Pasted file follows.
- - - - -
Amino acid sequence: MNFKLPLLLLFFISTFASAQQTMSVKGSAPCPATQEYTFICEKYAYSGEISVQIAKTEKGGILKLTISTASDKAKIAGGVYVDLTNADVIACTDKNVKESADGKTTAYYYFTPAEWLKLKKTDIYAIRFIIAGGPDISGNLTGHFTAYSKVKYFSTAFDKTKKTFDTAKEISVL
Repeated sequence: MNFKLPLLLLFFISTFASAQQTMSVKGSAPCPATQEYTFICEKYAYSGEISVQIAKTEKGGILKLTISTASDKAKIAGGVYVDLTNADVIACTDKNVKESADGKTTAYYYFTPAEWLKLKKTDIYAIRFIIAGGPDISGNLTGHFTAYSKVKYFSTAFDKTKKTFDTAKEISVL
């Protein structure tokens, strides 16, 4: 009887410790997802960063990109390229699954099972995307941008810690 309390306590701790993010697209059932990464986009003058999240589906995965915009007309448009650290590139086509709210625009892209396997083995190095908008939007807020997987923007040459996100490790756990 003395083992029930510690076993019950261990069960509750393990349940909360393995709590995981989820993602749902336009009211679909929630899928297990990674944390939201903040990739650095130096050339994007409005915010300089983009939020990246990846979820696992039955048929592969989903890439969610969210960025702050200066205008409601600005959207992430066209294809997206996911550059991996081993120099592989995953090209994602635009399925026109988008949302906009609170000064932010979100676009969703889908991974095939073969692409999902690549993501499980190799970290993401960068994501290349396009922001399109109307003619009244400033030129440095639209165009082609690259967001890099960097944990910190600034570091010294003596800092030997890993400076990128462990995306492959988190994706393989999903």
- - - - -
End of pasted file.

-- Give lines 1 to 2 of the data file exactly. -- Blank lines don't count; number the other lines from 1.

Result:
Amino acid sequence: MNFKLPLLLLFFISTFASAQQTMSVKGSAPCPATQEYTFICEKYAYSGEISVQIAKTEKGGILKLTISTASDKAKIAGGVYVDLTNADVIACTDKNVKESADGKTTAYYYFTPAEWLKLKKTDIYAIRFIIAGGPDISGNLTGHFTAYSKVKYFSTAFDKTKKTFDTAKEISVL
Repeated sequence: MNFKLPLLLLFFISTFASAQQTMSVKGSAPCPATQEYTFICEKYAYSGEISVQIAKTEKGGILKLTISTASDKAKIAGGVYVDLTNADVIACTDKNVKESADGKTTAYYYFTPAEWLKLKKTDIYAIRFIIAGGPDISGNLTGHFTAYSKVKYFSTAFDKTKKTFDTAKEISVL